We open with Blanche Lake going to pick up her daughter Bunny from nursery school, only to be told (by a combination of unseen voices and a couple actual people; nota bene, the unseen voices are a lot more informative and certain than those of the actual on-stage actors. Just file that one away for future reference) that Bunny has never been a student at the school . . . and that there's no proof that she's ever existed. DUM DUM DUMMMMMM!!!!

One difference between the play and the previous iterations of this material—that all friendship and so forth aside I thought was pretty fucking brilliant—is that the design and performances actually do an excellent job of convincing the audience that Blanche Lake really is nuts. As Blanche, Victoria Anne Miller teeters right on the exact median between concerned young mother and delusional cuckoo, but it's mainly the choice to have so many of the people she goes around talking to about her (allegedly) missing daughter be invisible voices. Even though I'd read the book (a really long time ago) and seen the movie (not quite as long a time ago, but it was still a while back) this design choice—part of a brilliant goddamn sound design job by Chris Chappell—had me wondering whether the big reveal in the play was going to be that Blanche Lake was making the whole thing up. That's powerful stuff right there.

But—spoilers for those who haven't read the book or seen the movie or play—Bunny Lake really is missing. In what appeared in the moment to be an awkward bit of plotting, we step back from Blanche's POV and have a scene with two guys—shrink Ken Simon and flamboyant writer Walter Brandes—who are revealed to not be conspirators in the Bunny-napping as Blanche had thought but just a couple dudes on that “oh, you silly hysterical woman” trip. They swing into action to help Blanche, and everything turns out okay and she's reunited with her missing daughter. The climax is a bit sudden and way too neat, but a number of touches point to the writer, director, and cast being aware of how artificial the climax is, foremost among which is Justin Holcomb's “I seriously do not give a fuck” cop delivering the infodump of just how the hell they managed to find Bunny and just why the hell they didn't believe she even existed in three parts, having to be summoned back to finish expositing. Holcomb's vaudevillian tightness makes the scene, and the pulpy material, quite funny.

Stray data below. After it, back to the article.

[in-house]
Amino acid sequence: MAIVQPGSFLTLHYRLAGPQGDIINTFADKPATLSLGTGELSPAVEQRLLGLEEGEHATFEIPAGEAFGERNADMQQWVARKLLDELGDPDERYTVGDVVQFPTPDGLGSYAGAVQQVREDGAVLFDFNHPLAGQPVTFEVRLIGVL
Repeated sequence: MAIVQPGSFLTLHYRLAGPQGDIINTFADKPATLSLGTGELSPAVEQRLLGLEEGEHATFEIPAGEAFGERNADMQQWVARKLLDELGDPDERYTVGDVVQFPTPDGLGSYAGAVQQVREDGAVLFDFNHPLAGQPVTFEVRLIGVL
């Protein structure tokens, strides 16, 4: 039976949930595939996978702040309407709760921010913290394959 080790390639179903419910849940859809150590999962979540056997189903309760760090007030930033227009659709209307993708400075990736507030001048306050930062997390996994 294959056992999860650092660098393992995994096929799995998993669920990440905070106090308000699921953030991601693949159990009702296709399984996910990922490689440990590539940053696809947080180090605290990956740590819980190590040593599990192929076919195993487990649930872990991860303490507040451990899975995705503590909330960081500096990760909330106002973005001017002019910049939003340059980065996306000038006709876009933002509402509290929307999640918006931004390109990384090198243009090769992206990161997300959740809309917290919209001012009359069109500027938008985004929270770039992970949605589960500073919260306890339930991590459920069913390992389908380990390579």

The play does a good job of simultaneously acknowledging that the material is kind of ridiculous without ever laughing at it, an important balance, because really. If you're going to do a show just to laugh at it, ya know, go fuck yourself. You're not above the material. But maintaining a bit of perspective on the artificiality of the thing while simultaneously reveling in it—Josephine Cashman's supporting turn as a martini-drinking hardass is a good example: she seems to be having a great deal of fun with the role while never talking down to it—makes for an entertainment that's self-aware without being cloyingly so, and keeps things light.

This Bunny Lake Is Missing is a fine piece of stage noir, with excellent design (as well as Chappell's terrific sound design, Amanda Woodward's lights suit the mood very well) and with the exception of the (unavoidably) cumbersome scene changes, it's a crisply directed—collaboratively by adapter Simon and Patrice Miller, who's rapidly building a body of work in indie theatre on which she can hang any variety of hats but most certainly her own—piece of work that will hopefully see a more extended run than its current (ending today) two-week run at the Brick. With the evolution of cinema and theatre, classic noir, with its long takes and shadowy visual aesthetic, almost plays better on stage now. Maybe I'm just saying that because this show was good, maybe I'm just saying that because I want to see more snappy dialogue and awesome costumes onstage, whatever. Bunny Lake Is Missing was a lot of fun.